And for a final shot, who can tell me where this was taken . . . more or less . . .?

All photos by Will Van Dorp, whose previous road fotos can be found here.

 

These photos I took on a road trip 10 years ago.  Revisiting some photos from this trip underscores how little I know about the inland waterways.  Let’s start in Pittsburgh with Consol Energy’s Gabriel.

Farther west at Pike Island locks, Brenda Rose pushes some large components up the Ohio.

Downstream across from the stadiums in Cincinnati, Shirley B waits at the dock.

McGinnis’ Canadian heads upstream.

And still in Cincinnati, TPG Mt Vernon Marine’s William Jeffrey Bayer moves coal downstream.  I wonder how they identify themselves on the radio.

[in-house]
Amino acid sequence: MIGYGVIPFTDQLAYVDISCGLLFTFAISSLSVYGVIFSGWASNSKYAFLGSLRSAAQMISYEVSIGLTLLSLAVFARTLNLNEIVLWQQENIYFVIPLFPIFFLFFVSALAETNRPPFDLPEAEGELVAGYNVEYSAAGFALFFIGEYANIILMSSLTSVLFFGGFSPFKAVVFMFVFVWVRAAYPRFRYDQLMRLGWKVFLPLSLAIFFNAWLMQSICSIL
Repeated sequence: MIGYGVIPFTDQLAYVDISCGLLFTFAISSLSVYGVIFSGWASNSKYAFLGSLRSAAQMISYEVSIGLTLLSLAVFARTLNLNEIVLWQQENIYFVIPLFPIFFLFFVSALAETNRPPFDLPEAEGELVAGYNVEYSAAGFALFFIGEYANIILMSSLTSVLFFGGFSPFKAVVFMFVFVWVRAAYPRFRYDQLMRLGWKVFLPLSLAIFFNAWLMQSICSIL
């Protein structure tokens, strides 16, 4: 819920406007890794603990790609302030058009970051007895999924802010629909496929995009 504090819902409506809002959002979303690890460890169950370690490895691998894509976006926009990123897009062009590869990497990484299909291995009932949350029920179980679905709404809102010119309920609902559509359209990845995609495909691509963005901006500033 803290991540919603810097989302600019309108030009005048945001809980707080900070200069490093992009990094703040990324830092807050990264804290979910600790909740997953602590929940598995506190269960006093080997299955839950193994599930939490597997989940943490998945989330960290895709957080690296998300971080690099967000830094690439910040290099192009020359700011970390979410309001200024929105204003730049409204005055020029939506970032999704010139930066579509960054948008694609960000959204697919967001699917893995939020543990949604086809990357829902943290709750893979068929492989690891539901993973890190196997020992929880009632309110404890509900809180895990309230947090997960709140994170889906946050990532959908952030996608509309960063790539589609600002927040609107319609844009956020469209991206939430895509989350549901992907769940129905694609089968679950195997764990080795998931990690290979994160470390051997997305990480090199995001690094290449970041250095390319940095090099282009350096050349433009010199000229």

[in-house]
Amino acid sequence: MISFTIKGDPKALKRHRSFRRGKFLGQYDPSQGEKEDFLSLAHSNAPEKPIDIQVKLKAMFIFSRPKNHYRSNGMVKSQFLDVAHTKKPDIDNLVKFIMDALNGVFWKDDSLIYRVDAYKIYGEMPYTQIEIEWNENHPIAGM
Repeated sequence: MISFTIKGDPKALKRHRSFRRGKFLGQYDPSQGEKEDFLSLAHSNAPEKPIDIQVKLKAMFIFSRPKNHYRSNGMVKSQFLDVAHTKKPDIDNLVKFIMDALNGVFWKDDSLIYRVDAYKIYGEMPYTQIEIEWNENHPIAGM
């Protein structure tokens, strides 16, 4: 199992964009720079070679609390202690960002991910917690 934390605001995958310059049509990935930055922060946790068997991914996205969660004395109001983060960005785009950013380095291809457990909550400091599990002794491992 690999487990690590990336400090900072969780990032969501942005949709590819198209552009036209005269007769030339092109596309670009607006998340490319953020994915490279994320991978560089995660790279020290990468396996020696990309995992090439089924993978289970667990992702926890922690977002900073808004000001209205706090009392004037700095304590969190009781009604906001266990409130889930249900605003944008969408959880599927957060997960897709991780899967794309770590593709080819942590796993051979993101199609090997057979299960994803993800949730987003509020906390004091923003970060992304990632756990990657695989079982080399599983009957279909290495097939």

Belle of Louisville–in Louisville–is a piece of history, launched only a little over 50 years after Herman Melville stopped by the port.

Cutting north to follow the eastern side of Lake Michigan, we came upon Captain George, looking immaculate for a 1929 built tug, here alongside Silversides.

This classic fish tug had no markings anywhere.

Nibroc, here in Muskegon, dates from 1938.

And finally, Paul H. Townsend, has since been towed to Port Colborne to be scrapped.  I hope to see her remnants, macabre as that may sound, when I pass through there in early August.

All photos taken in late spring 2008 by Will Van Dorp, who’s currently doing a trip taking in coastlines and waterways not explored before.

 

 

All photos today I took in May and early June of 2008.  Odin, configured this was in 1982, is now known as Jutte Cenac, after considerable reconfiguration.  You’d no longer look twice at her now, as you would back then.